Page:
The International Nuclear Event Scale (INES) ranks incidents on a scale of 0–7, where 7 is the most serious (“widespread health and environmental effects”). Chernobyl scored a 7 rating as did the March 2011 Fukushima Daiichi nuclear power station disaster in Japan. Interestingly, Fukushima provides an example where both uncontrollable “natural” forces (earthquake and tsunami) and a litany of major, human-induced, technological, and regulatory failures came together at the same time. Such a fatal combination is almost certain to erupt at some stage elsewhere in the world in the future. Over 150,000 people were evacuated immediately, and ongoing cleanup costs have so far amounted to USD 13 billion.

Every indication is that the caesium-137 and iodine-131 releases from Fukushima (where three reactors melted by comparison with only one in the Ukraine) have been far higher than from Chernobyl. Radioactive dust rose quickly to 5 km above the nuclear plant where the jet stream then moved it rapidly around the globe. Dust was identified over the western United States and British Columbia only 3 days later and in Europe a week after that (Chossudovsky 2012). The sea, too, has been seriously contaminated, with major repercussions for the fishing industry and public health. One “globalizing” consequence has been heightened anxiety about the dangers of nuclear power generation and expansion plans in such countries as the UK, Germany, France, and Italy. Fears of radioactive contamination have also had a serious impact on Japanese trade. Nissan’s engine plant at Iwaki is only 40 km from Fukushima. As a consequence, following the accident, Japanese automobiles and car parts destined for the Russian market were confiscated at the port of Vladivostok because of almost certain irradiation.

Air Pollution/Haze

In Southeast Asia, serious haze pollution episodes have been a common occurrence in recent years. Originating largely from slash-and-burn forest clearing on a massive scale in Indonesia, the resulting haze has frequently produced widespread health and economic impacts on some 75 million people in neighboring Singapore, Brunei, Malaysia, and Thailand and has severely strained relations between these countries and Indonesia. For Singapore alone, the especially serious 1997 haze event has been calculated to have totaled somewhere between USD 163.5 million and 286.2 million in health costs, lost productivity, and tourism revenue. Poor visibility in that year has also been blamed as the cause of Indonesia’s worst airline disaster when 234 people died (Islam et al. 2016). Paradoxically, much of the slash-and-burn clearing is carried out by Malaysian and Singaporean companies with close ties to the Indonesian government.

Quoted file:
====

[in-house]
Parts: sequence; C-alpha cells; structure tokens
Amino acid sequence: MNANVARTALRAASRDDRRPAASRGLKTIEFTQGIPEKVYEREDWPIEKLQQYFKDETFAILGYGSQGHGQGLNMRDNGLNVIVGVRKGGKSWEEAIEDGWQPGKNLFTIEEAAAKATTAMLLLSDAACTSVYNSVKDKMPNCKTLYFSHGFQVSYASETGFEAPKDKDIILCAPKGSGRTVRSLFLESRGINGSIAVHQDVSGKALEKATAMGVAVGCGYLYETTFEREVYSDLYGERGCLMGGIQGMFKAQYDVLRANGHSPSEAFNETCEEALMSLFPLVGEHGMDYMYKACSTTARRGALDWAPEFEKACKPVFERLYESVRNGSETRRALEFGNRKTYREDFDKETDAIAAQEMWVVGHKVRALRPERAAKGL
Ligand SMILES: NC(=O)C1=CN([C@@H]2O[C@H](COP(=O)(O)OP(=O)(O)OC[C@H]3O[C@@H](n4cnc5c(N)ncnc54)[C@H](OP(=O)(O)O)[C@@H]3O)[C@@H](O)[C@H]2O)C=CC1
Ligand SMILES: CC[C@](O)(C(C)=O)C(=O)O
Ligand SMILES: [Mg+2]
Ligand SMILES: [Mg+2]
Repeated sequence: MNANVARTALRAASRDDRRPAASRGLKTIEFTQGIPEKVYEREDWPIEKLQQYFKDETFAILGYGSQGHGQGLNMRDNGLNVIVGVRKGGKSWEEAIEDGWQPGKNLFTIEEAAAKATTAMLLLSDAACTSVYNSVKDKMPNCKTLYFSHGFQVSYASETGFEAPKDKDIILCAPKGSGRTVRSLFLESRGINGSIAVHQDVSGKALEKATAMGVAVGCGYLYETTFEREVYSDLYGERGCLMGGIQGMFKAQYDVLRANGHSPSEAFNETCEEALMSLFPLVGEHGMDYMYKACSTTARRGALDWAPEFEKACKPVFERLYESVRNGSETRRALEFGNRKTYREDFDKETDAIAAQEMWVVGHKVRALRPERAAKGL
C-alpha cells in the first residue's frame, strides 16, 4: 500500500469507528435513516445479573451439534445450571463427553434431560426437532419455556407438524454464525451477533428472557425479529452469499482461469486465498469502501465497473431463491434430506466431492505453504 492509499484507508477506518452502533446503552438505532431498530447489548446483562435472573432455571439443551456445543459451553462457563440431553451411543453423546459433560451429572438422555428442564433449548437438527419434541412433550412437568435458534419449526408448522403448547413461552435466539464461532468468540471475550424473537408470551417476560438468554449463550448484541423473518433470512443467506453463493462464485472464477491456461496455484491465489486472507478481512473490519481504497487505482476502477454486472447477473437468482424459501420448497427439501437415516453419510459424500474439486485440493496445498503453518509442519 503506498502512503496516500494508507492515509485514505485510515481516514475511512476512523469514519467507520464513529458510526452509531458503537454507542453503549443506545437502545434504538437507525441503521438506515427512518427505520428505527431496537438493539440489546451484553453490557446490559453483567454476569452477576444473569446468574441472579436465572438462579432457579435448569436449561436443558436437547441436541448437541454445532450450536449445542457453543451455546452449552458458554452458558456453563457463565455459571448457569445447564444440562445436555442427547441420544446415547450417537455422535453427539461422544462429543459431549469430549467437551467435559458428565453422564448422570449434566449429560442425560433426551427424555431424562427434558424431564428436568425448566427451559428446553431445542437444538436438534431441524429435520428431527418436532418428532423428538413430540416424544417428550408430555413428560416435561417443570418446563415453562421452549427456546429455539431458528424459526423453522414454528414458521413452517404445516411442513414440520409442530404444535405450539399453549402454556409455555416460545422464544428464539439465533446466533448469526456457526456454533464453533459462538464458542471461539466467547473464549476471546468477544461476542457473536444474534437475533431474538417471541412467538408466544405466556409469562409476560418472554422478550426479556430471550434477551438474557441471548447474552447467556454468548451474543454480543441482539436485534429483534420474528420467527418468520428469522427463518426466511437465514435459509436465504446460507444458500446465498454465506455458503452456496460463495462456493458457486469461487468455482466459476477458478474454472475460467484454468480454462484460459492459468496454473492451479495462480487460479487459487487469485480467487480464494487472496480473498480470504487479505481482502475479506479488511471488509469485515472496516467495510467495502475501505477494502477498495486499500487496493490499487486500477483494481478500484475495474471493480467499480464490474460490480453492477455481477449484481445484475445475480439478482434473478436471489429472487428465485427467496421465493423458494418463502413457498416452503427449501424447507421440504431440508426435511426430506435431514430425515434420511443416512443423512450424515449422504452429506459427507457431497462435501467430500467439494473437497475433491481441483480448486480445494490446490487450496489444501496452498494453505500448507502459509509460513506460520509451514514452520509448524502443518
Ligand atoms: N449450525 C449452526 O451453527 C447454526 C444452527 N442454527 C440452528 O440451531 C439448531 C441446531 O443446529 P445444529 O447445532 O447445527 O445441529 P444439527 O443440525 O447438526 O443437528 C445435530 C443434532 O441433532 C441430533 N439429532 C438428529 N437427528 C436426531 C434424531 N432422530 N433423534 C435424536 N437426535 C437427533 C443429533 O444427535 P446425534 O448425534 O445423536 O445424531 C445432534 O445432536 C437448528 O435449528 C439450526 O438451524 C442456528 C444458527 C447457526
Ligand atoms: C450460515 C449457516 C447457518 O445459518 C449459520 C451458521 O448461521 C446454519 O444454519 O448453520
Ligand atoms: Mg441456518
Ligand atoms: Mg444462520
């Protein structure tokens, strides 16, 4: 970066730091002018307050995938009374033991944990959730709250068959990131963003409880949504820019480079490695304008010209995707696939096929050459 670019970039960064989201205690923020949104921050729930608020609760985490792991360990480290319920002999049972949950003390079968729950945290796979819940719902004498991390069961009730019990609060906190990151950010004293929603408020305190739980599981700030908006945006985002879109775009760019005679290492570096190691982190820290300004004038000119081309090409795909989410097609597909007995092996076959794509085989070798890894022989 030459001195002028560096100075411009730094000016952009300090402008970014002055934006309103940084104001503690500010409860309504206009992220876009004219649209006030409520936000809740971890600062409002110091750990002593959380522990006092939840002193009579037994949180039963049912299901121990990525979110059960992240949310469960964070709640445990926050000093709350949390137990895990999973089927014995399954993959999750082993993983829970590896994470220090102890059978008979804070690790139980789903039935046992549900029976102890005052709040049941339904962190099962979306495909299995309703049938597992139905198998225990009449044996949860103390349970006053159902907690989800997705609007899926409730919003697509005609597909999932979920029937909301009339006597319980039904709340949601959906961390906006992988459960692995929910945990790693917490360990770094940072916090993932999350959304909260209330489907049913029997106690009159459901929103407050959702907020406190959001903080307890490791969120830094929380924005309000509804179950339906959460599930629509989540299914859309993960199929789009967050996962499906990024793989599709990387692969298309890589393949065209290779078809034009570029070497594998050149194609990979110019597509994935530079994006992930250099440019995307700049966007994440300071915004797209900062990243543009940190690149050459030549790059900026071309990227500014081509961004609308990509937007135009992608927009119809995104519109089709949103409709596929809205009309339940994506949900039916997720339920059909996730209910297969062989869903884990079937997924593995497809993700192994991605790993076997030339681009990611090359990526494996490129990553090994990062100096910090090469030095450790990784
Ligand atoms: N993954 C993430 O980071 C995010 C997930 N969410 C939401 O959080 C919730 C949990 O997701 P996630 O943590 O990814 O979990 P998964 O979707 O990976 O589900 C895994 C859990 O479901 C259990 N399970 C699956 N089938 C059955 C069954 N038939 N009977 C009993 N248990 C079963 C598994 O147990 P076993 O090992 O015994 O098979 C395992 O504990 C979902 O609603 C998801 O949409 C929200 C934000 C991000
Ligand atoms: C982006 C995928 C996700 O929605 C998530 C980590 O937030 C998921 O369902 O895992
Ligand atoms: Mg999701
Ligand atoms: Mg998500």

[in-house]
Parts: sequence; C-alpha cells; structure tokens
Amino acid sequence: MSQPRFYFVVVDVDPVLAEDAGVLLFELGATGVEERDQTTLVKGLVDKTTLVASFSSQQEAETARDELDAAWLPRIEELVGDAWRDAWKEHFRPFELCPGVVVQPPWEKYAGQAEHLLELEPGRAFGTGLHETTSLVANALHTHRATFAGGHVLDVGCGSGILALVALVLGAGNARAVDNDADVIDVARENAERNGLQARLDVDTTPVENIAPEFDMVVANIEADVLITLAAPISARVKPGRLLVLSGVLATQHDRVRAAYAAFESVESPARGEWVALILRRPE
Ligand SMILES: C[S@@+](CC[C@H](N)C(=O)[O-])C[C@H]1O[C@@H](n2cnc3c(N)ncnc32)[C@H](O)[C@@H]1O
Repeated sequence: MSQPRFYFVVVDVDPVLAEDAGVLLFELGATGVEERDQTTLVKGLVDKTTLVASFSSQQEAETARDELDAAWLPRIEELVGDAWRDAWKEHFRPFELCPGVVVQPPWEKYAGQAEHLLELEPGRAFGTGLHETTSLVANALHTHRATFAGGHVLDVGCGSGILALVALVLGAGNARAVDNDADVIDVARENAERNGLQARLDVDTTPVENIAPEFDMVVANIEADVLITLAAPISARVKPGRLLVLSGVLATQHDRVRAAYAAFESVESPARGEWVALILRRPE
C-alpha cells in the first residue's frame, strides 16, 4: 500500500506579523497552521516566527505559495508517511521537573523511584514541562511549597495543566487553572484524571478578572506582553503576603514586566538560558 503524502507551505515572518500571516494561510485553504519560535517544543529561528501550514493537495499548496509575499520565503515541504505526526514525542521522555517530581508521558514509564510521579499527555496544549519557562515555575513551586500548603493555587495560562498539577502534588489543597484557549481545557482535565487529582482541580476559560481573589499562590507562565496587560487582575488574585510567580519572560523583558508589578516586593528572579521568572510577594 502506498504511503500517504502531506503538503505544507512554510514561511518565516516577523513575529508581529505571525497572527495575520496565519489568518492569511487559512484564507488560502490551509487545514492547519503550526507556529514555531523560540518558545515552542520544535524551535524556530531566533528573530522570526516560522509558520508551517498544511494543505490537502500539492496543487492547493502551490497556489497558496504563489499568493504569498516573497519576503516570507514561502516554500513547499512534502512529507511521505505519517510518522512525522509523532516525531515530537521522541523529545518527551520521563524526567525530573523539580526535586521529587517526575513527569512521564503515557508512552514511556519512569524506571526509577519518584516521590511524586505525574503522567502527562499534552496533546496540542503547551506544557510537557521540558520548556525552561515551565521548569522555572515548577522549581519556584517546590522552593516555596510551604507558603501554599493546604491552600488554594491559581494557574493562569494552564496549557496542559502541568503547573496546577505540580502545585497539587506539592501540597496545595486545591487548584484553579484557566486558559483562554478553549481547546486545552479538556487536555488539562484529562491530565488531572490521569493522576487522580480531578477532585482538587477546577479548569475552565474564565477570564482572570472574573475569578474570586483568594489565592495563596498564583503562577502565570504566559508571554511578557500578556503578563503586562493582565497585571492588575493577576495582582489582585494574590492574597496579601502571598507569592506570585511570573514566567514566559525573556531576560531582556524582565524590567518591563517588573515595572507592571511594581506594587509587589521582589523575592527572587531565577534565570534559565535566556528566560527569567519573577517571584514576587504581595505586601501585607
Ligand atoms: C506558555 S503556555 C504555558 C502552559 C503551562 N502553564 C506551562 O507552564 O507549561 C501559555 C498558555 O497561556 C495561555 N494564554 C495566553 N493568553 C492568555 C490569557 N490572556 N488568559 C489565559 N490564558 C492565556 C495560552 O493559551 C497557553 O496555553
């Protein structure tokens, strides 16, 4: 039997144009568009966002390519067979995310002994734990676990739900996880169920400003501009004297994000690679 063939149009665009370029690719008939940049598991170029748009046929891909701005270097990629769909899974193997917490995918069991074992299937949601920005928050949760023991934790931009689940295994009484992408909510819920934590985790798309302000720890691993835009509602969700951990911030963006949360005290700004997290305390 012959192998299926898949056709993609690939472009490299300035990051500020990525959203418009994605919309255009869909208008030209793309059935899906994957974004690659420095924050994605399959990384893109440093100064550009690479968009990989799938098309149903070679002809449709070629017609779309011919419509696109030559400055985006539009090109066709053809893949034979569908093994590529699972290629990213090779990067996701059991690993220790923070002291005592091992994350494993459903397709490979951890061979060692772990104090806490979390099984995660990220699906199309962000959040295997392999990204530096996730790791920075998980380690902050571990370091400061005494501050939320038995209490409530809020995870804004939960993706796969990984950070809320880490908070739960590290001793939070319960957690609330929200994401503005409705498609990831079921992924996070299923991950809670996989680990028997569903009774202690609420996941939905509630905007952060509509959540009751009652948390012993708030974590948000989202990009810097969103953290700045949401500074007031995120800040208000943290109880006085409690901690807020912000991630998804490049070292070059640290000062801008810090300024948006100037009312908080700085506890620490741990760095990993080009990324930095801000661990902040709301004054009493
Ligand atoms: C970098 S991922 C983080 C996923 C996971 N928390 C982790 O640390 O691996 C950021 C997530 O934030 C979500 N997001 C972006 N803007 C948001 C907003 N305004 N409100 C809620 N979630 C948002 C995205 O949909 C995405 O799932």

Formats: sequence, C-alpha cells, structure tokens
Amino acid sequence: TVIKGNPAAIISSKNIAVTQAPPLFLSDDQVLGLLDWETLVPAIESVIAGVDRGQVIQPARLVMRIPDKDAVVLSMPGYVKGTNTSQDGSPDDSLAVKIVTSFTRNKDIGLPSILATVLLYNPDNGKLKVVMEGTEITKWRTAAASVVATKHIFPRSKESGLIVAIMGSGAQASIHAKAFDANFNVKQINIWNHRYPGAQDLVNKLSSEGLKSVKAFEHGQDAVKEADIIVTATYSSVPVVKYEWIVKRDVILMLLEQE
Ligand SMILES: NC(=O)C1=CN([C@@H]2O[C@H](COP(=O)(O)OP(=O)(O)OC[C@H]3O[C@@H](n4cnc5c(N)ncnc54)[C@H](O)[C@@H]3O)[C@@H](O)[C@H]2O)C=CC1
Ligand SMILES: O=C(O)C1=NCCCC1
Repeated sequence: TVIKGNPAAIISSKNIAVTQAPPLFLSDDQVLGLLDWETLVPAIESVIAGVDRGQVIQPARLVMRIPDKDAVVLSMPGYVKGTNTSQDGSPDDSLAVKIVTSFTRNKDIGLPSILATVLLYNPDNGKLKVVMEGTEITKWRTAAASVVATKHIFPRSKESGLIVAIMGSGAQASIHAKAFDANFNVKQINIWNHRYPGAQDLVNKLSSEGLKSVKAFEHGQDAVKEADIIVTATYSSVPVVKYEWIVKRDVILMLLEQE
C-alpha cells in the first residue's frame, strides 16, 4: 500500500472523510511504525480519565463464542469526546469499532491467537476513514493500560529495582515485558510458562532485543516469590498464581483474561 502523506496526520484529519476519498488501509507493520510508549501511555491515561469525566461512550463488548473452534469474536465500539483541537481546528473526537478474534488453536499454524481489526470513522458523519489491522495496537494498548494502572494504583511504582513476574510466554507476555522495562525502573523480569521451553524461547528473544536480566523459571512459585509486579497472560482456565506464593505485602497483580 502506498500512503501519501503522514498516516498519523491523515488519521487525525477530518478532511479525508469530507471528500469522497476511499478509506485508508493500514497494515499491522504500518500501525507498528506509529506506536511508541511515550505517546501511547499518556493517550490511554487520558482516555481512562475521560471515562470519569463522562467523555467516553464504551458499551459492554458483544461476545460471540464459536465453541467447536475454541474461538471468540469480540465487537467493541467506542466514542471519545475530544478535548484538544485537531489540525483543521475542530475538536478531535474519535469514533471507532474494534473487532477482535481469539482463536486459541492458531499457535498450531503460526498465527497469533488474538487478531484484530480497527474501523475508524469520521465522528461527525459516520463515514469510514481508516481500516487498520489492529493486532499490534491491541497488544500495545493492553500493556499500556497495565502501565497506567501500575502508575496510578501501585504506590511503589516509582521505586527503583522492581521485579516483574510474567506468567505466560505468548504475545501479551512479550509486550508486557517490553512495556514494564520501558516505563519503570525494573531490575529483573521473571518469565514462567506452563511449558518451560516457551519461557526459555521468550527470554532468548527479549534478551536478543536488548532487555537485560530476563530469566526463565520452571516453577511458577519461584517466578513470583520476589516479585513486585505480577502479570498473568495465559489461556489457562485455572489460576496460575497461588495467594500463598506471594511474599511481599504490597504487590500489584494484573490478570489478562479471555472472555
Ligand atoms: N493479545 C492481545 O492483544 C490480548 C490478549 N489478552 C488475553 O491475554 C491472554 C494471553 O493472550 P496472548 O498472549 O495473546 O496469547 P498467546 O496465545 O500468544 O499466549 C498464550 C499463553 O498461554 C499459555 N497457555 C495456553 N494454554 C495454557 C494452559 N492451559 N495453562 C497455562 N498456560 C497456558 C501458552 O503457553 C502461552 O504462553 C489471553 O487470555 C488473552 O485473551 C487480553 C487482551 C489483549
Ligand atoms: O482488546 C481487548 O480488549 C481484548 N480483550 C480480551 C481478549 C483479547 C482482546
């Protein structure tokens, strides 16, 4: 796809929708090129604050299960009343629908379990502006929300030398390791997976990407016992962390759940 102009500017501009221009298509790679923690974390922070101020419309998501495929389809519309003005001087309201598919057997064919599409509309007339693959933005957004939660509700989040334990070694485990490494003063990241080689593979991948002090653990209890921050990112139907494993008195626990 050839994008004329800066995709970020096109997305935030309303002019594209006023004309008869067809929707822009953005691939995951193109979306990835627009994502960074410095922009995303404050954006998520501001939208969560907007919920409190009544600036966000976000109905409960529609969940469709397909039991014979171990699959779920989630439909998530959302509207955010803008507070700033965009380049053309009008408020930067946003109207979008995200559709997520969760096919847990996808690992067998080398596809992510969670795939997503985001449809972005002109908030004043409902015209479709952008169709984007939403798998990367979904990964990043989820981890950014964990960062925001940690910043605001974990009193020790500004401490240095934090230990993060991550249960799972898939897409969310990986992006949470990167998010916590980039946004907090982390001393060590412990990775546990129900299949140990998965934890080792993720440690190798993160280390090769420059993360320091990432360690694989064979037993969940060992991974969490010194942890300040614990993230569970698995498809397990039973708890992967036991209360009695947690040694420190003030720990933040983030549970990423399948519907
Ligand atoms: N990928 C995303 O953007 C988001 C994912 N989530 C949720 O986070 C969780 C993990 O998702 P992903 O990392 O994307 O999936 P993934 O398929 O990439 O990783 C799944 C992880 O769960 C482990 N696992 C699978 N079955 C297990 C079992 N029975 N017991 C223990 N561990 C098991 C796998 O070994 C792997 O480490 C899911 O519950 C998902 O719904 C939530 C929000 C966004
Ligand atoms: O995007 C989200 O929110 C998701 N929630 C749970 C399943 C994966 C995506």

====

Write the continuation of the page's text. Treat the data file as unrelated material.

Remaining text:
As a rule more affluent countries have considerably higher average levels of resource consumption, but they also often display much stricter environmental regulatory standards. This means, for example, that the air quality in cities such as Paris or New York, while still not perfect, is generally far better than in the large metropolitan centers of China, Indonesia, or India. Needless to add, prior to concerted cleanup policies, cities in the “developed” world also experienced serious photochemical smog (or haze) episodes resulting in thousands of deaths. This was the case in Los Angeles in the 1940s and London in 1952. In the latter city, as many as 12,000 have been estimated to have died as a result of serious air pollution in December of that year.

More recently, there has been a serious deterioration of air quality in the UK generated by large-scale nitrogen dioxide emissions from diesel motors. This has prompted the European Union to order Britain and four other member countries to radically reduce their automobile emissions or risk prosecution in the European Court of Justice (de Freytas-Tamura 2017). With over 90% of the world’s population now living in areas deemed to have a serious air pollution problem, and causing around three million deaths a year, the World Health Organization (2016) has recently identified ambient (outdoor) air pollution as the single most important risk to global health. (As an aside, this is already impacting on the willingness of many potential expatriate corporate employees to relocate their families for periods of employment in several Asian cities (Holliday 2014).)